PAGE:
I was pleased with the end result but in retrospect I wasn’t convinced that this was a suitable piece for the visual narrative of my book. As a piece in its own right I do believe it works well but in terms of continuity and retaining the design language of my book it was not a compatible solution. I therefore decided to leave this idea alone and move on as time is moving quickly on! That and I am convinced that having Donald Trump’s face in my book would be something I’d regret in the future!

All in all removing this piece is the right choice, regardless of its aesthetic success.

 

Images

Fig 1.1: samstevensondesign.com, (n.d.). Noel Gallagher typography. [image] Available at: https://uk.pinterest.com/pin/514606694897404028/ [Accessed 25 Jul. 2016].

Fig 2.1: CNN, (2016). Donald Trump. [image] Available at: https://www.theodysseyonline.com/donald-trump-is-allowed-to-be-racist-because-america-still-is [Accessed 25 Jul. 2016].

I see right through you

A visit to the printers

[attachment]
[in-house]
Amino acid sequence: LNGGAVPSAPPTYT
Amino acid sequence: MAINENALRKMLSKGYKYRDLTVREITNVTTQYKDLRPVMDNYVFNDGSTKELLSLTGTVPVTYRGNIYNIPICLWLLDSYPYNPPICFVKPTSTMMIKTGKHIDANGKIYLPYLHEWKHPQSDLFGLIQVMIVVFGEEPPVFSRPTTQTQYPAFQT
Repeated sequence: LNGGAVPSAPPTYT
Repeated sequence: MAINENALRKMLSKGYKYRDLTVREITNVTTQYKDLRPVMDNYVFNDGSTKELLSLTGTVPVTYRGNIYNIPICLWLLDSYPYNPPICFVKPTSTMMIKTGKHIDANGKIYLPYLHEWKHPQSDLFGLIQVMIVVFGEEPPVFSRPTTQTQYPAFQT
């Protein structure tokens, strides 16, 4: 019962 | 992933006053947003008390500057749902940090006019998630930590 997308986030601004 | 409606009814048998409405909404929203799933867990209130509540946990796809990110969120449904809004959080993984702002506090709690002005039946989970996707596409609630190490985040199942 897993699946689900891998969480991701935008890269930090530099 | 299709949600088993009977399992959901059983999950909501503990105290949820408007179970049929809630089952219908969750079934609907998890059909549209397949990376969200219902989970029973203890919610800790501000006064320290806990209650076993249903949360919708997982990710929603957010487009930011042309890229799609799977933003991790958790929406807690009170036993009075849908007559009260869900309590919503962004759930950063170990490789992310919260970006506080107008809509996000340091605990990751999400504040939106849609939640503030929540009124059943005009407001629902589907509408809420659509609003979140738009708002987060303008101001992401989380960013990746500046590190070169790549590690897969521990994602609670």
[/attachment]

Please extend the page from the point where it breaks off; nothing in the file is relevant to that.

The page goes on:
I have not had a vast amount of experience in dealing with printers in Kuwait but I had heard of Al Khat’s reputation for quality so I approached them via their website for a quote. I was invited to their production site to view their facilities and to meet with Mr Ma’an Sulaiman regrading my project.

Once on site I was given a tour of the presses along with their finishing department and this gave me a great deal of confidence in their ability to deliver the kind of quality I was hoping for for my book. Mr Ma’an, is a Lebanese national, as is my husband, Bill, which was very useful as they were able to communicate in Arabic with Bill acting as my translator.

However it is rather concerning that had it not been for my husband’s communication skills I would have been at a disadvantage in explaining my requirements. Perhaps now is the time to take those Arabic classes I have been promising to do!

Images taken at Al Khat Print House in Kuwait

A visit to the printers